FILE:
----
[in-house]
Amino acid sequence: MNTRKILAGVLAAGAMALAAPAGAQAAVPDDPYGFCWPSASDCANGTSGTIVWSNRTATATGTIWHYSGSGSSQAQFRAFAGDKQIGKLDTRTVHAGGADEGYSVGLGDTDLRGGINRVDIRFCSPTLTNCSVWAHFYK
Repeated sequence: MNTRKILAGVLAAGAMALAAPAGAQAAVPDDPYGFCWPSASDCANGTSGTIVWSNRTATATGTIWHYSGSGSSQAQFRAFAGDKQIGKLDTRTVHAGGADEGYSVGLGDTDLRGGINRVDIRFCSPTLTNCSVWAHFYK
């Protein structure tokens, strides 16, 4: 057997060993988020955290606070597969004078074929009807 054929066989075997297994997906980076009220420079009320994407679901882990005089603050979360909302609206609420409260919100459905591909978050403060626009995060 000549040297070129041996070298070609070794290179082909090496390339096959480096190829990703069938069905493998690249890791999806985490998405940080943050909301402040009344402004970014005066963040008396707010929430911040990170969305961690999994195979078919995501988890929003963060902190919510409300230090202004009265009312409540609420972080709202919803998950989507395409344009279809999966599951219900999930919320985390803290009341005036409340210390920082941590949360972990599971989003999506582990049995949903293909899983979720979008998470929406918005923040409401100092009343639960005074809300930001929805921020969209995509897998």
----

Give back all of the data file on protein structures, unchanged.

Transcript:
[in-house]
Amino acid sequence: MNTRKILAGVLAAGAMALAAPAGAQAAVPDDPYGFCWPSASDCANGTSGTIVWSNRTATATGTIWHYSGSGSSQAQFRAFAGDKQIGKLDTRTVHAGGADEGYSVGLGDTDLRGGINRVDIRFCSPTLTNCSVWAHFYK
Repeated sequence: MNTRKILAGVLAAGAMALAAPAGAQAAVPDDPYGFCWPSASDCANGTSGTIVWSNRTATATGTIWHYSGSGSSQAQFRAFAGDKQIGKLDTRTVHAGGADEGYSVGLGDTDLRGGINRVDIRFCSPTLTNCSVWAHFYK
């Protein structure tokens, strides 16, 4: 057997060993988020955290606070597969004078074929009807 054929066989075997297994997906980076009220420079009320994407679901882990005089603050979360909302609206609420409260919100459905591909978050403060626009995060 000549040297070129041996070298070609070794290179082909090496390339096959480096190829990703069938069905493998690249890791999806985490998405940080943050909301402040009344402004970014005066963040008396707010929430911040990170969305961690999994195979078919995501988890929003963060902190919510409300230090202004009265009312409540609420972080709202919803998950989507395409344009279809999966599951219900999930919320985390803290009341005036409340210390920082941590949360972990599971989003999506582990049995949903293909899983979720979008998470929406918005923040409401100092009343639960005074809300930001929805921020969209995509897998």